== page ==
He’s probably just joking.

When you say that, you tip the gasoline can a little further onto a fire that very few people care to control.

Does that sound inflammatory? Incendiary, maybe? What if I told you that every woman I know has experienced harassment, and sometimes worse, in professional or academic settings? Your daughter, your sister, your wife, your mother — they will deal with this, whether they choose to discuss it with you, or not.

Susan Fowler spoke out against harassment culture at Uber. Image from www.susanjfowler.com

The stars of the show are usually the victim and the perpetrator. But what about everyone else? What about the people we’ve all been, at some point, who say this kind of stuff:

It’s not my problem.
I don’t want it to affect my relationship with _____.
You worked so hard to get this job. Do you want a little thing like this to affect your career?
Are you sure he meant it like that?
Just laugh it off.
He’s probably just joking.

Every day, men and women are both complicit in not speaking up when harassment occurs. Ingrid Sanders, a female tech founder, caught our eye with her piece on “Silicon Valley’s ‘Open Secrets” — an account of this disturbingly ubiquitous dynamic in the professional world.

Recently, Justin Caldbeck, a venture capital guy with money, connections, and a nice San Francisco office, was outed as a serial sexual harasser by three women who had attempted to speak out for seven FUCKING years.

Aligning Caldbeck with another uber-yucky CEO of recent notoriety, Sanders cautions readers against simply joining an angry internet lynch-mob. More important, she argues, is taking action in our own lives, against the more insidious and less conspicuous examples of bystander complicity of which we have all been guilty. She writes:

In a sense these two guys — Caldbeck and Kalanick — have become lightning rods for issues that were just accepted as “the way business is done”, but they are not the only ones deserving of negative attention, and there are many, many people who endorse this sort of behavior in various ways for profit or influence. Or they perpetuate the more subtle behaviors that are equally damaging on a systemic level.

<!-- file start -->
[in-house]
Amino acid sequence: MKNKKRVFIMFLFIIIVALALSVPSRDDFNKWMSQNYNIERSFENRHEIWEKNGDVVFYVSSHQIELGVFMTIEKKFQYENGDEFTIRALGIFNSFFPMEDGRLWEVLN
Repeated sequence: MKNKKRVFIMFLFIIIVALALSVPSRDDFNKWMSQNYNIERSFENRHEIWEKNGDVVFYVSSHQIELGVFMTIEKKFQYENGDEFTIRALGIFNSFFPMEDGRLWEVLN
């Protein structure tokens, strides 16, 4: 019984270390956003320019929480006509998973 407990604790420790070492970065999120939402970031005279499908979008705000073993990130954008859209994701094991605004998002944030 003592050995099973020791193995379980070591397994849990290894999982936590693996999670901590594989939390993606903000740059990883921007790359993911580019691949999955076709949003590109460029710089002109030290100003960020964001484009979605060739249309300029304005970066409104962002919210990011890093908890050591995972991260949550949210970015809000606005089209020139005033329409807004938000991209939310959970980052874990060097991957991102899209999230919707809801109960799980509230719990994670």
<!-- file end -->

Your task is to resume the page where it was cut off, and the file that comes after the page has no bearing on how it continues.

Countless other stories will never be known — and consequently many offenders will continue offending — because most often people decide it’s just not worth it to fight and the ones that do almost always get skewered by individuals and the press — unless they hold enough power or are endorsed by those who do. I’ve heard influential people warn against ever going up against an investor for wrongdoing because “in the history of Silicon Valley an entrepreneur has never won against an investor, justified or not.”

In recounting the way that non-harassers nonetheless enable the harassment of women in tech, Sanders essentially describes bystander behavior — the willfully blind masses who “just don’t want to get involved,” minimize the problem, or simply refuse to believe a victim who has spoken out.

What do we say, instead of shrinking into a conflict-avoidance, “survival” mode? It’s natural, almost evolutionary-feeling, to want to avoid a threat, to will ourselves to ignorance.

Changing bystander behavior, and recognizing our own past or present complicity, is essential to the process of combatting harassment culture. It involves being uncomfortable, at first. But then it is transformative.

“It’s not my problem” becomes “I could be next.”
“I don’t want it to affect my relationship with _____” becomes “Maybe I don’t know_____ as well as I thought.”
“You worked so hard to get this job. Do you want a little thing like this to affect your career?” becomes “You didn’t deserve this. You deserve to be treated professionally. Anything else is unacceptable.”
“Are you sure he meant it like that?” becomes “I am proud of you for speaking up.
“Just laugh it off” becomes “Tell me what I can do to help.”
“He’s probably just joking” becomes “I believe you.”

The quote’s origins are a little murky, but Edmund Burke, or someone who had probably seen quite a bit of bystander behavior in action, explained:

“All that is necessary for the triumph of evil is that good men do nothing.”

The fire a mile away isn’t burning down your house. And until it affects you, I guess you can choose whether you’d like to pour gasoline, or try to put it out.